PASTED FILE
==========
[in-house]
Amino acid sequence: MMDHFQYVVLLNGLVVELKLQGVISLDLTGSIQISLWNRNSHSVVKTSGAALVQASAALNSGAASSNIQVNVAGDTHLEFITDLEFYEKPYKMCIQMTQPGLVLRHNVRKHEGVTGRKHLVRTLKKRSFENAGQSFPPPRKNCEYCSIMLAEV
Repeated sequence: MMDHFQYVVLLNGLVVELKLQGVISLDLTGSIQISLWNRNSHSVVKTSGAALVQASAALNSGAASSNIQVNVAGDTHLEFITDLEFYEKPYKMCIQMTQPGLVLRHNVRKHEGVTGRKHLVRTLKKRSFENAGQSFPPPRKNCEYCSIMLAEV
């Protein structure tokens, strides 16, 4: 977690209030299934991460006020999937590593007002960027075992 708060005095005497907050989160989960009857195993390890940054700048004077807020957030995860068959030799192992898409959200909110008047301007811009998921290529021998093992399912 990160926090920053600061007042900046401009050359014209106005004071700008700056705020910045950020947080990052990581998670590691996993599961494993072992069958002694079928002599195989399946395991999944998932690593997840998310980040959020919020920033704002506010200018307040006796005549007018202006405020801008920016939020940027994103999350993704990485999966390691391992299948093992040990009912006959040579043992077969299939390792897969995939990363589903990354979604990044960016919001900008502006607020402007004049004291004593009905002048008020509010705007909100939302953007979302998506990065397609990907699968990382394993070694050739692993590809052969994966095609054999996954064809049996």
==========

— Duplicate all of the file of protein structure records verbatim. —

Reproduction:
[in-house]
Amino acid sequence: MMDHFQYVVLLNGLVVELKLQGVISLDLTGSIQISLWNRNSHSVVKTSGAALVQASAALNSGAASSNIQVNVAGDTHLEFITDLEFYEKPYKMCIQMTQPGLVLRHNVRKHEGVTGRKHLVRTLKKRSFENAGQSFPPPRKNCEYCSIMLAEV
Repeated sequence: MMDHFQYVVLLNGLVVELKLQGVISLDLTGSIQISLWNRNSHSVVKTSGAALVQASAALNSGAASSNIQVNVAGDTHLEFITDLEFYEKPYKMCIQMTQPGLVLRHNVRKHEGVTGRKHLVRTLKKRSFENAGQSFPPPRKNCEYCSIMLAEV
């Protein structure tokens, strides 16, 4: 977690209030299934991460006020999937590593007002960027075992 708060005095005497907050989160989960009857195993390890940054700048004077807020957030995860068959030799192992898409959200909110008047301007811009998921290529021998093992399912 990160926090920053600061007042900046401009050359014209106005004071700008700056705020910045950020947080990052990581998670590691996993599961494993072992069958002694079928002599195989399946395991999944998932690593997840998310980040959020919020920033704002506010200018307040006796005549007018202006405020801008920016939020940027994103999350993704990485999966390691391992299948093992040990009912006959040579043992077969299939390792897969995939990363589903990354979604990044960016919001900008502006607020402007004049004291004593009905002048008020509010705007909100939302953007979302998506990065397609990907699968990382394993070694050739692993590809052969994966095609054999996954064809049996």